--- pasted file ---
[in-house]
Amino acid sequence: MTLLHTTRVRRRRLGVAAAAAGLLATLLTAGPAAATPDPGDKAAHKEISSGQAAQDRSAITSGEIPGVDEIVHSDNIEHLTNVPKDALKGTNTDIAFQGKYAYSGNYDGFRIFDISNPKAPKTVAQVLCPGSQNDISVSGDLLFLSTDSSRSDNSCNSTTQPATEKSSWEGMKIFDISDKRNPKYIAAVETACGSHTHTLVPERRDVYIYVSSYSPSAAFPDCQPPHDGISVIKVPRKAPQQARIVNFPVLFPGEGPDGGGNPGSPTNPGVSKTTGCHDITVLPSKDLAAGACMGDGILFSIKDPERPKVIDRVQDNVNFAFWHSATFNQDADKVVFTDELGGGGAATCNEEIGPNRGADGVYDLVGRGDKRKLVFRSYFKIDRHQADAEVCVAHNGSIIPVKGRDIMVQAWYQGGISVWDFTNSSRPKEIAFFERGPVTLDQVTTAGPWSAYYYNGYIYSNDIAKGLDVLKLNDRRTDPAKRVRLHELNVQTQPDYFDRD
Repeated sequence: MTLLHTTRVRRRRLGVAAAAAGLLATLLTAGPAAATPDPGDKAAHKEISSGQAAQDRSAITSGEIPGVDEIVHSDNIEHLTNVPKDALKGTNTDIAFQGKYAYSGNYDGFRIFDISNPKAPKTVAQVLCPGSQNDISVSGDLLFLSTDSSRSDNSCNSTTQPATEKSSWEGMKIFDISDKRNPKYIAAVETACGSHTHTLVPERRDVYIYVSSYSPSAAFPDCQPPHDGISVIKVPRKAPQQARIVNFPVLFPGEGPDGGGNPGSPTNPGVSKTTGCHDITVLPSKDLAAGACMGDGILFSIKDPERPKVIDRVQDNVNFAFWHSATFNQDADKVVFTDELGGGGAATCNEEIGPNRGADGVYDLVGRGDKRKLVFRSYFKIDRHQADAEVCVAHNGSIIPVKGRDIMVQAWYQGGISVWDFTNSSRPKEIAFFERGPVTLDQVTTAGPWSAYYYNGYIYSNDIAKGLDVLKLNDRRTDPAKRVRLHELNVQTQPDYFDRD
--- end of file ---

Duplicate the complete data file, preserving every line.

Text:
[in-house]
Amino acid sequence: MTLLHTTRVRRRRLGVAAAAAGLLATLLTAGPAAATPDPGDKAAHKEISSGQAAQDRSAITSGEIPGVDEIVHSDNIEHLTNVPKDALKGTNTDIAFQGKYAYSGNYDGFRIFDISNPKAPKTVAQVLCPGSQNDISVSGDLLFLSTDSSRSDNSCNSTTQPATEKSSWEGMKIFDISDKRNPKYIAAVETACGSHTHTLVPERRDVYIYVSSYSPSAAFPDCQPPHDGISVIKVPRKAPQQARIVNFPVLFPGEGPDGGGNPGSPTNPGVSKTTGCHDITVLPSKDLAAGACMGDGILFSIKDPERPKVIDRVQDNVNFAFWHSATFNQDADKVVFTDELGGGGAATCNEEIGPNRGADGVYDLVGRGDKRKLVFRSYFKIDRHQADAEVCVAHNGSIIPVKGRDIMVQAWYQGGISVWDFTNSSRPKEIAFFERGPVTLDQVTTAGPWSAYYYNGYIYSNDIAKGLDVLKLNDRRTDPAKRVRLHELNVQTQPDYFDRD
Repeated sequence: MTLLHTTRVRRRRLGVAAAAAGLLATLLTAGPAAATPDPGDKAAHKEISSGQAAQDRSAITSGEIPGVDEIVHSDNIEHLTNVPKDALKGTNTDIAFQGKYAYSGNYDGFRIFDISNPKAPKTVAQVLCPGSQNDISVSGDLLFLSTDSSRSDNSCNSTTQPATEKSSWEGMKIFDISDKRNPKYIAAVETACGSHTHTLVPERRDVYIYVSSYSPSAAFPDCQPPHDGISVIKVPRKAPQQARIVNFPVLFPGEGPDGGGNPGSPTNPGVSKTTGCHDITVLPSKDLAAGACMGDGILFSIKDPERPKVIDRVQDNVNFAFWHSATFNQDADKVVFTDELGGGGAATCNEEIGPNRGADGVYDLVGRGDKRKLVFRSYFKIDRHQADAEVCVAHNGSIIPVKGRDIMVQAWYQGGISVWDFTNSSRPKEIAFFERGPVTLDQVTTAGPWSAYYYNGYIYSNDIAKGLDVLKLNDRRTDPAKRVRLHELNVQTQPDYFDRD